In any case, as it turns out, you can use peroxide to synthesize studtite and it is, in fact, a peroxide. The peroxide must be generated by radioactivity chewing up water molecules to make peroxide in the intense environment around other uranium minerals.

But as it turns out, on the way to making studtite, the real science happened.

If you jack uranium and peroxide into solution at certain pH conditions, you get crystals of studtite. At other conditions… well, you get a solution, and if you evaporate it down, depending on the counter ion (you need some cations like sodium, lithium, etc. for charge balance) you get something delightfully frightening:

Uranium… peroxide… buckyballs.

Nobody knew these things existed. They’re actually pretty stable in solution. In a nuclear waste repository, like oh say Yucca Mountain, with MAD amounts of radiation from not just uranium but a whole bunch of hot, hot fission products, there could be oceans of peroxide and the conditions could be just right for making these things, which would traipse off into the Nevada groundwater and do things those previous geochemical models did not suspect.

Yucca Mountain died because of politics, not because of these studies. It may be just as well. Maybe we dodged a bullet there. In any case, we need to do something else with all that waste, and there may be some more craziness lurking out here on the lunatic fringe that we’d better put into our models before we pull the trigger.

Carbon sequestration
For my first postdoc, I studied the interaction between clay minerals and high-pressure carbon dioxide. This research was funded by Shell in the Netherlands and was aimed at discovering whether carbon sequestration in deep aquifers is a viable option. An aquifer is a permeable rock with water in it, and deep aquifers have caps of less permeable rock called aquitards. Clays tend to be the dominant minerals in these aquitards. Many clays have the ability to expand or contract their crystal lattice and are called swelling clays.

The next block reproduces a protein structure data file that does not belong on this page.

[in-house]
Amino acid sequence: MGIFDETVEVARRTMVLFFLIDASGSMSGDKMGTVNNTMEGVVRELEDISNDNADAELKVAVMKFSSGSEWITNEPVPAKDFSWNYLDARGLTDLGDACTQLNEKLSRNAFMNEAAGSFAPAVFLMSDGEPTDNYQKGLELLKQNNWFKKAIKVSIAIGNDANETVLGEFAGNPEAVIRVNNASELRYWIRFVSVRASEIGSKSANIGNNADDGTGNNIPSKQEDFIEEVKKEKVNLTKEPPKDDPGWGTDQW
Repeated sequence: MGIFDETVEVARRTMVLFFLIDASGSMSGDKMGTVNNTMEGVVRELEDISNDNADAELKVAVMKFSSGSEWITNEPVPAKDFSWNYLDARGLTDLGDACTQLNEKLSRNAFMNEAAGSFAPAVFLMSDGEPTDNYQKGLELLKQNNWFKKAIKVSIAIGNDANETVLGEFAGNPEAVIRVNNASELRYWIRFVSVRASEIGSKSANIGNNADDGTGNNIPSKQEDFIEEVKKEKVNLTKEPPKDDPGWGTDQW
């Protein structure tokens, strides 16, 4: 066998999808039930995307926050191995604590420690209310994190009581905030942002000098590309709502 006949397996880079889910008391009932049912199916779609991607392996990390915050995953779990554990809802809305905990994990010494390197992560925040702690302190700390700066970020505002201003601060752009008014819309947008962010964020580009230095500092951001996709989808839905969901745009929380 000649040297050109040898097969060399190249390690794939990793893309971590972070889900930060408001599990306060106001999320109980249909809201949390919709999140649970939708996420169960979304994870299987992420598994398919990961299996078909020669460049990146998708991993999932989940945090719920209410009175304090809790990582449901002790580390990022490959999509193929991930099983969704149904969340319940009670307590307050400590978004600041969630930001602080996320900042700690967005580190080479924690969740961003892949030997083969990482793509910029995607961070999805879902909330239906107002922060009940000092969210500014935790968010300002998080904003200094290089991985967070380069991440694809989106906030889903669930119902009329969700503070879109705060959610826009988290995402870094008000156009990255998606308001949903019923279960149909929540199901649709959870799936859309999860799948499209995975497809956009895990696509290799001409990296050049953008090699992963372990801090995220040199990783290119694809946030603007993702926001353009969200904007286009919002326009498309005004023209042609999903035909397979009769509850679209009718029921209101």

Carbon sequestration involves scavenging carbon dioxide from power plant emissions and compressing it into a liquid or supercritical fluid. Carbon dioxide below the critical point liquifies at around 60 atmospheres, not a very high pressure. It’s actually very easy to make supercritical carbon dioxide, as the critical point is only around 30 C.

This fluid is then injected into a deep aquifer to get it away from the atmosphere. By the time it gets into that aquifer, it will be warm enough to be supercritical even if it was not at the surface. The supercritical fluid is lighter than water, so it rises, and the caprock will have to hold it in place if the sequestration effort is to work.

The following website and figure from Shell may help make more sense of this process. Click here for information on carbon capture and storage and here for an explanatory figure.

When we started the experiments, we were concerned that the carbon dioxide would suck water right out of the clay and cause the caprock to shrink and crack. Remarkably, the opposite was what we mostly observed. If anything, carbon dioxide entered the clay and swelled it. This is mostly good news: although swelling could also destabilize the caprock, a modest amount of swelling will actually close cracks and make the caprock better at holding in the carbon dioxide.

Advice
The best advice I could give to young scientists is to ask questions. Ask all kinds of questions and just talk to people. Get specific about what you can expect from a career in academia, in environmental consulting, in mining, in geotechnical, in whatever industry. Make friends and be a friend. Tell people about the things that light you up and also the things that make you sad or afraid, and be a welcoming person when other people respond in kind. This was immensely hard for me when I was in college: I was definitely a loner and pretty depressed most of the time. I had to learn eventually that I had to talk to people whether I felt up to it or not.

At the same time, be gentle on yourself. You’ve got plenty to offer the world, whatever your problems or family issues or your relationship status.